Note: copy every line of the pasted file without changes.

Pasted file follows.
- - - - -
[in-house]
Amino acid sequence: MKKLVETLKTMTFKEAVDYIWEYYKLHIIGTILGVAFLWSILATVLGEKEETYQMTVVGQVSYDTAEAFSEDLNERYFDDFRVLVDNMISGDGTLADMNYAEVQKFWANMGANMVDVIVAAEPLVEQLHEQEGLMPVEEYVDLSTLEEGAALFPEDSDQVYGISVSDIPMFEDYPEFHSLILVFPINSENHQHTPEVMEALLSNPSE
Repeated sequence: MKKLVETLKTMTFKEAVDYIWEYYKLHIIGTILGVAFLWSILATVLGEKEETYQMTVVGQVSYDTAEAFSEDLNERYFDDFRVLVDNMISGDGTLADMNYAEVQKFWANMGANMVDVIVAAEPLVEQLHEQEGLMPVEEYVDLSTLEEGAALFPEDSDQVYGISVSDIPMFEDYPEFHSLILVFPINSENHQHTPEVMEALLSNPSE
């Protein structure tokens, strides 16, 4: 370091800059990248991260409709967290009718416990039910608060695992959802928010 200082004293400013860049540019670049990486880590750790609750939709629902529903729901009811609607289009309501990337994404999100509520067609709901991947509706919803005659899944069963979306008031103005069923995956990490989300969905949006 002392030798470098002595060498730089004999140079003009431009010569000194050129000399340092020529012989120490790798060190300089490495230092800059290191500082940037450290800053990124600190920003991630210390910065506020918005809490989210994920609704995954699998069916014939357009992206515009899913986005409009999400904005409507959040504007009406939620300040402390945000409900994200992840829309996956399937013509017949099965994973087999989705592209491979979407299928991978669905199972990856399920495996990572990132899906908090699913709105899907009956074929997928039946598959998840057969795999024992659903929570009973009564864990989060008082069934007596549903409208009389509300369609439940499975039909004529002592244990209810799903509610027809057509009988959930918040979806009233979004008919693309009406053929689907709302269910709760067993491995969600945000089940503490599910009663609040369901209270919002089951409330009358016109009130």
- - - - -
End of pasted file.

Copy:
[in-house]
Amino acid sequence: MKKLVETLKTMTFKEAVDYIWEYYKLHIIGTILGVAFLWSILATVLGEKEETYQMTVVGQVSYDTAEAFSEDLNERYFDDFRVLVDNMISGDGTLADMNYAEVQKFWANMGANMVDVIVAAEPLVEQLHEQEGLMPVEEYVDLSTLEEGAALFPEDSDQVYGISVSDIPMFEDYPEFHSLILVFPINSENHQHTPEVMEALLSNPSE
Repeated sequence: MKKLVETLKTMTFKEAVDYIWEYYKLHIIGTILGVAFLWSILATVLGEKEETYQMTVVGQVSYDTAEAFSEDLNERYFDDFRVLVDNMISGDGTLADMNYAEVQKFWANMGANMVDVIVAAEPLVEQLHEQEGLMPVEEYVDLSTLEEGAALFPEDSDQVYGISVSDIPMFEDYPEFHSLILVFPINSENHQHTPEVMEALLSNPSE
């Protein structure tokens, strides 16, 4: 370091800059990248991260409709967290009718416990039910608060695992959802928010 200082004293400013860049540019670049990486880590750790609750939709629902529903729901009811609607289009309501990337994404999100509520067609709901991947509706919803005659899944069963979306008031103005069923995956990490989300969905949006 002392030798470098002595060498730089004999140079003009431009010569000194050129000399340092020529012989120490790798060190300089490495230092800059290191500082940037450290800053990124600190920003991630210390910065506020918005809490989210994920609704995954699998069916014939357009992206515009899913986005409009999400904005409507959040504007009406939620300040402390945000409900994200992840829309996956399937013509017949099965994973087999989705592209491979979407299928991978669905199972990856399920495996990572990132899906908090699913709105899907009956074929997928039946598959998840057969795999024992659903929570009973009564864990989060008082069934007596549903409208009389509300369609439940499975039909004529002592244990209810799903509610027809057509009988959930918040979806009233979004008919693309009406053929689907709302269910709760067993491995969600945000089940503490599910009663609040369901209270919002089951409330009358016109009130």